The video below is a must see. It is about a 10 minute segment from The Melissa Perry-Harris Show on MSNBC. The video is so important because it displays the right wing’s personalization of poverty. The argument from the right is simply that people are poor because of the choices they make. The right denigrates the context that those choices occur within and assumes that the parents you were born to, their education and socio-economic status, and the neighborhood you grow up in are all far less important than the choices you make. In other words, if you are poor, it’s your fault. The unspoken corollary of this is that rich people are rich because of the choices they have made, and thus these choices should be rewarded. Mitt Romney’s wealth has little to do with the the context his choices were made in, and much more to do with his choices as a businessman. George W. Bush’s wealth was accumulated the same way, in spite of the evidence, and the support his context provided him.
Before watching the video, I encourage you to read “No Excuses and the Culture of Shame” by Paul Thomas, who I believe is the most important writer on the issue of education and poverty in America. This will provide a whole different lens through which you can view the video. In his article, Thomas quotes Nick Baez, who writes, “Most of us judge poor people, viewing them at worst as lazy, at best as suffering from deficient financial behavior. We’ve gotten used to thinking that being poor is their fault: If they were smarter or more industrious they surely would have overcome their poverty [emphasis added].” Isn’t it easy to blame the poor for their choices, which thus allows us to punish them through “market driven” disincentives which also conveniently reward the rich for their choices?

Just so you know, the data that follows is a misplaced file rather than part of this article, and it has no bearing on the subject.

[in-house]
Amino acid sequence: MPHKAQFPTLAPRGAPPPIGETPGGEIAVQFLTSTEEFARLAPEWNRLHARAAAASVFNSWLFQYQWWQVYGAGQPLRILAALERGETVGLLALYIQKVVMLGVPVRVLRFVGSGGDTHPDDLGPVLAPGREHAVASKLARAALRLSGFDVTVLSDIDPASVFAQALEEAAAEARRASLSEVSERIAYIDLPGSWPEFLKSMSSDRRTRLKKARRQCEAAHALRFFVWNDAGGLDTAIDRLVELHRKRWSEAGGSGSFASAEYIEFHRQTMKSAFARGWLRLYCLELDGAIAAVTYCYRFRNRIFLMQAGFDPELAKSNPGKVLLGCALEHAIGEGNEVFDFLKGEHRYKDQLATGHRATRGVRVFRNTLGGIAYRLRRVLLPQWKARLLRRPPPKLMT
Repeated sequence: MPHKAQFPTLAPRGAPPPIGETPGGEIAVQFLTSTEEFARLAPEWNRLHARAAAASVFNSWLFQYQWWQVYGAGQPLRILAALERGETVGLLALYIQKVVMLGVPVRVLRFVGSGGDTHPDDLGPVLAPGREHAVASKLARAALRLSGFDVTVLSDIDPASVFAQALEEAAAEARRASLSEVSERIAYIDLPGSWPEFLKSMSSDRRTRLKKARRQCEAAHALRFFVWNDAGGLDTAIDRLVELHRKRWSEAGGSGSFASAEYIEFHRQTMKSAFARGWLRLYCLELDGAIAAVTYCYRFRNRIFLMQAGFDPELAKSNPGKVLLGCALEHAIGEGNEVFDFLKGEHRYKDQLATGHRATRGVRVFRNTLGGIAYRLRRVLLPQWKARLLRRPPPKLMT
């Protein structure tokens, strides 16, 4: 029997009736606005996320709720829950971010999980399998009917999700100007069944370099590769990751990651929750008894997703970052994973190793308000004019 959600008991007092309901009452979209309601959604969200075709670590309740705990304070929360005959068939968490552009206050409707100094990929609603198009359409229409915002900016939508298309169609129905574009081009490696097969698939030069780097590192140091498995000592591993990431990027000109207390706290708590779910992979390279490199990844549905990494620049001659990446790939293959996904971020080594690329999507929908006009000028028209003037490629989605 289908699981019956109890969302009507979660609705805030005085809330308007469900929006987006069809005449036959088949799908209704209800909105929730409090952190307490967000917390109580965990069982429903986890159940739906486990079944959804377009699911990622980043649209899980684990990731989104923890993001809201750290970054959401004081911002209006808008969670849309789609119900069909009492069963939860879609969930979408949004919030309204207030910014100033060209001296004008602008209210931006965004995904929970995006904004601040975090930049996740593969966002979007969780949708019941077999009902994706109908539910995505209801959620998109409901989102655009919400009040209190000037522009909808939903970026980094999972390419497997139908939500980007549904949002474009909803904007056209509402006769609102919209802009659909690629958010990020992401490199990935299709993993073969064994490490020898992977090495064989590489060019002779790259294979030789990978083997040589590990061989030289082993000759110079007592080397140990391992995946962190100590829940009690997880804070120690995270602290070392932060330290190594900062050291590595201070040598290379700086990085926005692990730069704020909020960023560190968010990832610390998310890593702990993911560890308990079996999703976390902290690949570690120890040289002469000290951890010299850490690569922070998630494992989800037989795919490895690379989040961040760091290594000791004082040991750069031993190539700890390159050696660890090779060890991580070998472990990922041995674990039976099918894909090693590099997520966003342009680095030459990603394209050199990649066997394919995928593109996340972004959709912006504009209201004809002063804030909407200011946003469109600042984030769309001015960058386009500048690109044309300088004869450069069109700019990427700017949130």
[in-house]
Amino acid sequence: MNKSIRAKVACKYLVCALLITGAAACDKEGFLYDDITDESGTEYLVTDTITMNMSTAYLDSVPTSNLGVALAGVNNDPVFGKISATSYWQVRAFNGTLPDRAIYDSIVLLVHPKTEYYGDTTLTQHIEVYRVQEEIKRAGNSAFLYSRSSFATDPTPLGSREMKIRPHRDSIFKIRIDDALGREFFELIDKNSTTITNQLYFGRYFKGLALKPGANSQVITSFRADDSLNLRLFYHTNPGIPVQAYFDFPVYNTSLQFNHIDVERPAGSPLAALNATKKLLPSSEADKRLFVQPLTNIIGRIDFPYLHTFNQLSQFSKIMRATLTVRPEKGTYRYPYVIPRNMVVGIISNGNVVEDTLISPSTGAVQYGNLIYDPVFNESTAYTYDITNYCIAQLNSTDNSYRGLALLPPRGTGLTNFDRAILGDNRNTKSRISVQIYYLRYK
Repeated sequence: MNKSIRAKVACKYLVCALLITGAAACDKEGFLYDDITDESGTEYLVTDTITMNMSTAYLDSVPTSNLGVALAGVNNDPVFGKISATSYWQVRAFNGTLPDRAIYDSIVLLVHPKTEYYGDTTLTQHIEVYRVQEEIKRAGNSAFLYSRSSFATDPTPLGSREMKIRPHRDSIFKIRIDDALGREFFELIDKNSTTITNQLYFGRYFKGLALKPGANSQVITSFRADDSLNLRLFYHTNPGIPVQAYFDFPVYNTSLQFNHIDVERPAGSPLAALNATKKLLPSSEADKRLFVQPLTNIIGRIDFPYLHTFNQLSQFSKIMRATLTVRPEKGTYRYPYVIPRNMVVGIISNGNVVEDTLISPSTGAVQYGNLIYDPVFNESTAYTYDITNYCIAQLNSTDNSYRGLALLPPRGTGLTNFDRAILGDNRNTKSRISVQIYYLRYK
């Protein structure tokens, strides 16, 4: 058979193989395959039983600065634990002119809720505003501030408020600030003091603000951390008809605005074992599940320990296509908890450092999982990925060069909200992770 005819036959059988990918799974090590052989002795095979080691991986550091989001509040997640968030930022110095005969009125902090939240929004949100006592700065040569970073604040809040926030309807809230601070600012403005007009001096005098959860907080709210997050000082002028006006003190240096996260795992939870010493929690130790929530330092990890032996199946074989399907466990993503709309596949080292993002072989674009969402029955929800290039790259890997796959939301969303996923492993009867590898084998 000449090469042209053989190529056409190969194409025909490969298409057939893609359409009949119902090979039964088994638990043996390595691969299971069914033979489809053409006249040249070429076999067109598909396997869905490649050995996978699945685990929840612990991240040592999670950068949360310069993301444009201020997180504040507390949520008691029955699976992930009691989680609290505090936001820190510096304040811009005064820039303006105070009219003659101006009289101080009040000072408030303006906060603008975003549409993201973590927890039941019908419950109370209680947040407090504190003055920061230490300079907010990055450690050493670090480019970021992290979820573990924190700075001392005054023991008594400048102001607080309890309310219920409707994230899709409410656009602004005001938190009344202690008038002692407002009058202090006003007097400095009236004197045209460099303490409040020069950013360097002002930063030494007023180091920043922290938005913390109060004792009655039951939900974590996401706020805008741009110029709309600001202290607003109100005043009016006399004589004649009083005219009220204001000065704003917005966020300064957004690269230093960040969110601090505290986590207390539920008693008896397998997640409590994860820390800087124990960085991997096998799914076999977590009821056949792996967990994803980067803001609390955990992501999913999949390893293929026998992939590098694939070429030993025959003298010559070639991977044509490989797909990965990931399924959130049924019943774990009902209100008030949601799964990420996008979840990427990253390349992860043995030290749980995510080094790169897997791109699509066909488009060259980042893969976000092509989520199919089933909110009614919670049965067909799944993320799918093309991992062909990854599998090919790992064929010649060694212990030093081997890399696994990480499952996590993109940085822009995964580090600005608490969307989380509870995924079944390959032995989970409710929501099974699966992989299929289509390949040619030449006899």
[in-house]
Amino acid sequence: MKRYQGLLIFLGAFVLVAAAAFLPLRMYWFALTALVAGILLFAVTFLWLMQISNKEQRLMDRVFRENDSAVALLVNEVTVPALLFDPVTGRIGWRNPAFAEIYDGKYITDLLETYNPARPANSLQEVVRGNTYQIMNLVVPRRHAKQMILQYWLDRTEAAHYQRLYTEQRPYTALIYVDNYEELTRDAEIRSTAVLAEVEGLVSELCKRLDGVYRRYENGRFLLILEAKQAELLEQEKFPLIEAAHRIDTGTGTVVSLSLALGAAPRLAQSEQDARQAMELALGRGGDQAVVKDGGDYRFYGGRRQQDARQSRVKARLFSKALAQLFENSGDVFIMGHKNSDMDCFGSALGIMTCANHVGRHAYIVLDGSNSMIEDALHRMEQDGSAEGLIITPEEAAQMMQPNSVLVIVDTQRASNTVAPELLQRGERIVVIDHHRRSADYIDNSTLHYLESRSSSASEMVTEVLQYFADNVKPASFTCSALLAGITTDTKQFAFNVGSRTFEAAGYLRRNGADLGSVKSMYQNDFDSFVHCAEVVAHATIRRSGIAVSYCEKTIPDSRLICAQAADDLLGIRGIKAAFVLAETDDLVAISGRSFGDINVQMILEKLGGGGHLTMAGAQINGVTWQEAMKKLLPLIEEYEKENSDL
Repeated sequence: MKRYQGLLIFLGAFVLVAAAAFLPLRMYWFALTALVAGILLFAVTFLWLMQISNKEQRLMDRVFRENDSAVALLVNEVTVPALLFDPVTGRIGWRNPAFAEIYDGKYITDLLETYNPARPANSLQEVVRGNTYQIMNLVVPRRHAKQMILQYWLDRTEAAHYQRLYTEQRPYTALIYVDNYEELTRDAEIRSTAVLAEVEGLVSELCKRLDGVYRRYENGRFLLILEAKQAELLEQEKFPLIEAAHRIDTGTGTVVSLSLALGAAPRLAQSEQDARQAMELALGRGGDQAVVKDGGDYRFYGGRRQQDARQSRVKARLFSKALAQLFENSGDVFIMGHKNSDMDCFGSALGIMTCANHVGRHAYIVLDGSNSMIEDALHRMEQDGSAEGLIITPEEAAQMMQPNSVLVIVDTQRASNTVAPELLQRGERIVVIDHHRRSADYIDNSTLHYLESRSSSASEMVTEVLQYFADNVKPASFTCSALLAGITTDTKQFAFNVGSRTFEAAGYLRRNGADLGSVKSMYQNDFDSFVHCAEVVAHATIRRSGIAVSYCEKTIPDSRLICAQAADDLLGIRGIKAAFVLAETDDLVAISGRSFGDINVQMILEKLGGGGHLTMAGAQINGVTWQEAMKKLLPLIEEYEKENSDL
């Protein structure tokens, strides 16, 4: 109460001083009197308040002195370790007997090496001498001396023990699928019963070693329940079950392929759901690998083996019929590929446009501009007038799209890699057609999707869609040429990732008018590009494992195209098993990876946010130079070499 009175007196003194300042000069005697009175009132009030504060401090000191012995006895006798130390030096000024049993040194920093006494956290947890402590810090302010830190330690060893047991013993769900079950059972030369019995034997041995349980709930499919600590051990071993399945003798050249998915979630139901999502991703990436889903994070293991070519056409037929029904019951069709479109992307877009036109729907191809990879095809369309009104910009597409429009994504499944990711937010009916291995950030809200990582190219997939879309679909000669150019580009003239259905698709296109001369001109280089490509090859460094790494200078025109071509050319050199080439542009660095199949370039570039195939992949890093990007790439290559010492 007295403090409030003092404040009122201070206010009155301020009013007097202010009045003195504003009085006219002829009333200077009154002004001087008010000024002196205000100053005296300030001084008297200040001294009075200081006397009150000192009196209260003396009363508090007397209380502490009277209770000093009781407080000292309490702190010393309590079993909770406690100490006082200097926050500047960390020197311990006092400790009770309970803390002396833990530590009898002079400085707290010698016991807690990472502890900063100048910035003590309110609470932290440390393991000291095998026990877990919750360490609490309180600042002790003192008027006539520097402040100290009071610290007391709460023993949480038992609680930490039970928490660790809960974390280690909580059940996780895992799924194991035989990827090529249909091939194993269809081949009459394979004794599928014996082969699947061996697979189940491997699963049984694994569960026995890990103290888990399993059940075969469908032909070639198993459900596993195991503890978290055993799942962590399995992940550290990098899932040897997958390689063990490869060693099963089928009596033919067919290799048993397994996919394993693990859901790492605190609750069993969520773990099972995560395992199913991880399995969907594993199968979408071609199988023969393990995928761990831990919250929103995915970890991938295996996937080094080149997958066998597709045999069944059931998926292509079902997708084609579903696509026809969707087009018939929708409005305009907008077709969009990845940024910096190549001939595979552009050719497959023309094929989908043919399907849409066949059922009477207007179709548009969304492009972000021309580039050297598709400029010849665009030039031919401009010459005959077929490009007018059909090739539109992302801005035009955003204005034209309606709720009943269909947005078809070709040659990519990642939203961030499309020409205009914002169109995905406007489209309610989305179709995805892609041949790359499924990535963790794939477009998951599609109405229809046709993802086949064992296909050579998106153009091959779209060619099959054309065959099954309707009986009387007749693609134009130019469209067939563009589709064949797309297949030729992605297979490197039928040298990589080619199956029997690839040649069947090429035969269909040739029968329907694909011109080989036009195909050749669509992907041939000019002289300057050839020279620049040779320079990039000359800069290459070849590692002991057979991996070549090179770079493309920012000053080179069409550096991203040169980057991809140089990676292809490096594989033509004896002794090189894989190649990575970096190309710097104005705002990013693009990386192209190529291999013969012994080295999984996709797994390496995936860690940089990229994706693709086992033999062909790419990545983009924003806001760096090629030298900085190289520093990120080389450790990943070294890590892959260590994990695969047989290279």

Need I say that whole corporate ed reform movement follows the same logic? Schools “under-perform” not because of the context of poverty, but because of their people issues. The need for reform is personalized, and we can blame the people involved. The solution? Rid the schools of “under-performing” teachers, rid the schools of the unions which “protect” these under-performers, and then hold the new people accountable to metrics (i.e. tests). Or just offer charter schools, which does all of this in one fell swoop.
Now see the video